One Arm Kettlebell Work – What to do with your other hand?

by Charlie Manganiello, SFG II

I can’t help, but think of the scene from Talladega Nights when Ricky Bobby (Will Farrell’s character) does an interview and he keeps holding his hands up while he talks because he doesn’t know what to do with them.

ricky bobby

Most people feel the same way when they first learn one-arm kettlebell lifts. I know I did. What do I do with my other hand? I feel like I’m taking crazy pills! Does this arm even belong to me? Why does my free hand take this funny claw form when I’m pressing weight overhead? Am I turning into an animal…I hope I’m an eagle…bald or golden though?

I digress.  

We’ll get back to the eagle later. First, let’s look at the importance of being mindful of that rogue arm and hand. There are two types of kettlebell lifts – ballistics and grinds. Ballistics are explosive, like swings and snatches. Grinds are slow, like presses and get-ups. Each require different techniques to give your other arm something to do. This isn’t just busy work either. Employing the right techniques will actually make you stronger and more efficient, even though that arm isn’t doing all the heavy lifting.

We’ll start with ballistics. Let’s take the one-arm kettlebell swing for example. You should always start a one arm swing with both hands on the kettlebell. Why? This will square your shoulders and you won’t start off in bad form before you even start the swing. Right before you hike the kettlebell between your legs, you’ll let your non-working arm drift off to the side. Make a fist and clench. Think of your arm being inline with your torso. As you swing, think of the non-working arm mirroring the working arm. It goes up, it goes down. All in one fluid motion.  It’s just like a shadow or that annoying brother who keeps following you around. Just for the record, I was the annoying brother.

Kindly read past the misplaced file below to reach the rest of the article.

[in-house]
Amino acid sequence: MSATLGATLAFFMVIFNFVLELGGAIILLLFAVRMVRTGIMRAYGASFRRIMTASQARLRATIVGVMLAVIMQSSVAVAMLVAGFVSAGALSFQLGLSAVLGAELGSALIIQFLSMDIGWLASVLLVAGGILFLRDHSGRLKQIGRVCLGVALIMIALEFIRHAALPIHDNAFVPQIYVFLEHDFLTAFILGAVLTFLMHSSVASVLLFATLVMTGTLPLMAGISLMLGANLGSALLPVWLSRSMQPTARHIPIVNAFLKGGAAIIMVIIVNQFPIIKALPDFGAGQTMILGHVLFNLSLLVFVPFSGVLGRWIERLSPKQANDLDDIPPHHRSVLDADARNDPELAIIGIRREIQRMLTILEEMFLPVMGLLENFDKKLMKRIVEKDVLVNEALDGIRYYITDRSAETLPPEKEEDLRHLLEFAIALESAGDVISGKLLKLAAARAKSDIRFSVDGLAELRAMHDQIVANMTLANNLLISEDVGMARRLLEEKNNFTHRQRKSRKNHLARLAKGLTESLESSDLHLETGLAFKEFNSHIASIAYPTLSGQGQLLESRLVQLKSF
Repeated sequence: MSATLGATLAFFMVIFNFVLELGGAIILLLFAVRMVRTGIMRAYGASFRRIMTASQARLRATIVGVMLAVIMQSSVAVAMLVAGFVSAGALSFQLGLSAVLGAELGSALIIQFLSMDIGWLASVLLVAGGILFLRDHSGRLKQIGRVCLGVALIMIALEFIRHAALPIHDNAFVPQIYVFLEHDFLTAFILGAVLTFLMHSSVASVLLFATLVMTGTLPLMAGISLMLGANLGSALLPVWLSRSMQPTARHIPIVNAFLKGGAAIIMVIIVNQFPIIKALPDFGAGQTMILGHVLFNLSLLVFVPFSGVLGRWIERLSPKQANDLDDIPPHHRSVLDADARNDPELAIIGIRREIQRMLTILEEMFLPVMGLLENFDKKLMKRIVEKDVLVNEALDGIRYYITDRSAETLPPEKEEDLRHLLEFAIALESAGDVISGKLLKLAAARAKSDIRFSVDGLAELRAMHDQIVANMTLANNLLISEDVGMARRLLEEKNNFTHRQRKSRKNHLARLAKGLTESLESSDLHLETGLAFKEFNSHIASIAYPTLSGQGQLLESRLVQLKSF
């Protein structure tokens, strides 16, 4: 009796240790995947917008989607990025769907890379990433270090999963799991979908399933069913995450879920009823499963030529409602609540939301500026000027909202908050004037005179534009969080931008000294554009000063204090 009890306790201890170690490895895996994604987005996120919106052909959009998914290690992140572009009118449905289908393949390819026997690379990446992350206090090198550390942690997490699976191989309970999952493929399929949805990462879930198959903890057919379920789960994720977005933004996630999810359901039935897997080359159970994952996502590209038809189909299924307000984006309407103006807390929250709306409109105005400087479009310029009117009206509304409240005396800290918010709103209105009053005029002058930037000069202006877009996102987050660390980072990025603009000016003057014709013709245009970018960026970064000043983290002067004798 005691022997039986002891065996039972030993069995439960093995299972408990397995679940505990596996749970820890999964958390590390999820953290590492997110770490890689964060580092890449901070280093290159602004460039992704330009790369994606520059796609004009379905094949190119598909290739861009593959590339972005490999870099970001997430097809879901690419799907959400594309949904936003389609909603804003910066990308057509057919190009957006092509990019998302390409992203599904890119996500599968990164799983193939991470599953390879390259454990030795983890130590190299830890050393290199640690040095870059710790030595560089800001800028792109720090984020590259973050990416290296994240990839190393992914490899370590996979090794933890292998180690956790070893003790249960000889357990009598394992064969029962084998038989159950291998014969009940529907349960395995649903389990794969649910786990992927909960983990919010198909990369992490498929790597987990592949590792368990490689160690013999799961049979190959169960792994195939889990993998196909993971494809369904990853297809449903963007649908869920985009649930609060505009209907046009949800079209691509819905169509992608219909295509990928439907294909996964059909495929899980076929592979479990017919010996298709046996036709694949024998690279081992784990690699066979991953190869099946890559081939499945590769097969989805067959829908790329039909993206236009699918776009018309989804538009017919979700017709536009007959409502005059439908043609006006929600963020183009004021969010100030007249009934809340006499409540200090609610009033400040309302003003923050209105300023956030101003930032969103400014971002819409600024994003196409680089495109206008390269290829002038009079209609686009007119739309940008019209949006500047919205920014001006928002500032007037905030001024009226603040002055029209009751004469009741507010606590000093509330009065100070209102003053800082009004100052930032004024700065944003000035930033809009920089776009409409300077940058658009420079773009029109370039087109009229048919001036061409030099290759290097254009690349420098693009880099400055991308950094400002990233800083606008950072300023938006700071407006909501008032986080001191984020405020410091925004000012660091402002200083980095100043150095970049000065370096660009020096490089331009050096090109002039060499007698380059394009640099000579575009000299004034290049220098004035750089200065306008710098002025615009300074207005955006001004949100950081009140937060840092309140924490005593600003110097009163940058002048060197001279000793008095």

By mirroring the other arm you’ll keep your shoulders square throughout the arc of the swing. By keeping your shoulders square, you’ll avoid rotation of your neck, back, and spine. You don’t have to be a rocket scientist to understand that rotating your torso with a heavy load, moving at high speeds, in varying planes, may be bit of a problem. “Houston, we have a problem. We tried for lift off, but we were left grounded because we thought it would be a good idea to put rockets on a wet noodle.” Don’t be a wet noodle.

At the top of the swing there are two types of finishes. The first way is to have your non-working arm finish the same way your working arm does at the top of the swing. Both arms out in front. Think vertical palm plank. The other way, the more badass way, is to finish your non-working arm in the “fighter” pose. As your non-working arm comes up past your hips, instead of letting it float out in front of you, you’ll tuck your arm in close to your chest and make a fist. Think of how a boxer looks in the ring.

Both are allowed, but personally I prefer the fighter pose over the other. Do some experimenting and see what works best for you. I like to think people who aren’t familiar with kettlebells, look at me and think, “Wow, that dude looks like a kettlebell ninja.”

However, with the kettlebell snatch you only want to mirror your working arm so much. You don’t want to end up with both arms overhead. Not only would this look terrible and ruin your snatch technique, most folks don’t have the necessary shoulder mobility to pull it off. This is why the “American Style” swing gets so much criticism (two handed swing that ends up overhead instead of at chest level). With the kettlebell snatch you’ll do all the same steps as before at the bottom of the swing, but you’ll stop your non-working hand somewhere just past your hip. Don’t think about this too much. Let that arm float out there and it will stop where it needs to naturally. As you begin your next rep and the kettlebell is somewhere around your waist, get right back to mirroring the working arm as you hinge. Again, by mirroring your working arm your shoulders will stay square, the hips will load big and you’ll snap that kettlebell up overhead with ease. Have you ever seen someone jump high with only swinging one arm back? I rest my case.

Now for the grinds and the eagle talon you develop when you’re pressing a heavy kettlebell up overhead. Don’t worry you aren’t the only one.